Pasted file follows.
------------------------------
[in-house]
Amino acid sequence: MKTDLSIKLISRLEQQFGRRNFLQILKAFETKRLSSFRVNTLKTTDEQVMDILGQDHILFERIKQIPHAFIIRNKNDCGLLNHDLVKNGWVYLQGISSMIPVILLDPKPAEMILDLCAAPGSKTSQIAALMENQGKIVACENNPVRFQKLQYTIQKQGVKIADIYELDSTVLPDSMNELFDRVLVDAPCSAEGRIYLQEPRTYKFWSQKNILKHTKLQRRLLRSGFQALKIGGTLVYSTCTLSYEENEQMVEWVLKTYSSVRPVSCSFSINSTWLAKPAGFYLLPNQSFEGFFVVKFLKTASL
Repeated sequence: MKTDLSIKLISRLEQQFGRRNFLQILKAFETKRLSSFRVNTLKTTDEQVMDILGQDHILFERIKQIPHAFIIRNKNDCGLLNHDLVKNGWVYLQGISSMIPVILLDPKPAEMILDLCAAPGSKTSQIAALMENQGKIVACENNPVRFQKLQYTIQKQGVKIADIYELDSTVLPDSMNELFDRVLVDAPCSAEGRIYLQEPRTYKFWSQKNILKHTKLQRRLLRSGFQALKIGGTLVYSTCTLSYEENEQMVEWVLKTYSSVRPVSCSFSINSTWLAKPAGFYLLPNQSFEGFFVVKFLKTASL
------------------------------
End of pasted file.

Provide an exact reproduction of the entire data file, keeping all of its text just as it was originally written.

[in-house]
Amino acid sequence: MKTDLSIKLISRLEQQFGRRNFLQILKAFETKRLSSFRVNTLKTTDEQVMDILGQDHILFERIKQIPHAFIIRNKNDCGLLNHDLVKNGWVYLQGISSMIPVILLDPKPAEMILDLCAAPGSKTSQIAALMENQGKIVACENNPVRFQKLQYTIQKQGVKIADIYELDSTVLPDSMNELFDRVLVDAPCSAEGRIYLQEPRTYKFWSQKNILKHTKLQRRLLRSGFQALKIGGTLVYSTCTLSYEENEQMVEWVLKTYSSVRPVSCSFSINSTWLAKPAGFYLLPNQSFEGFFVVKFLKTASL
Repeated sequence: MKTDLSIKLISRLEQQFGRRNFLQILKAFETKRLSSFRVNTLKTTDEQVMDILGQDHILFERIKQIPHAFIIRNKNDCGLLNHDLVKNGWVYLQGISSMIPVILLDPKPAEMILDLCAAPGSKTSQIAALMENQGKIVACENNPVRFQKLQYTIQKQGVKIADIYELDSTVLPDSMNELFDRVLVDAPCSAEGRIYLQEPRTYKFWSQKNILKHTKLQRRLLRSGFQALKIGGTLVYSTCTLSYEENEQMVEWVLKTYSSVRPVSCSFSINSTWLAKPAGFYLLPNQSFEGFFVVKFLKTASL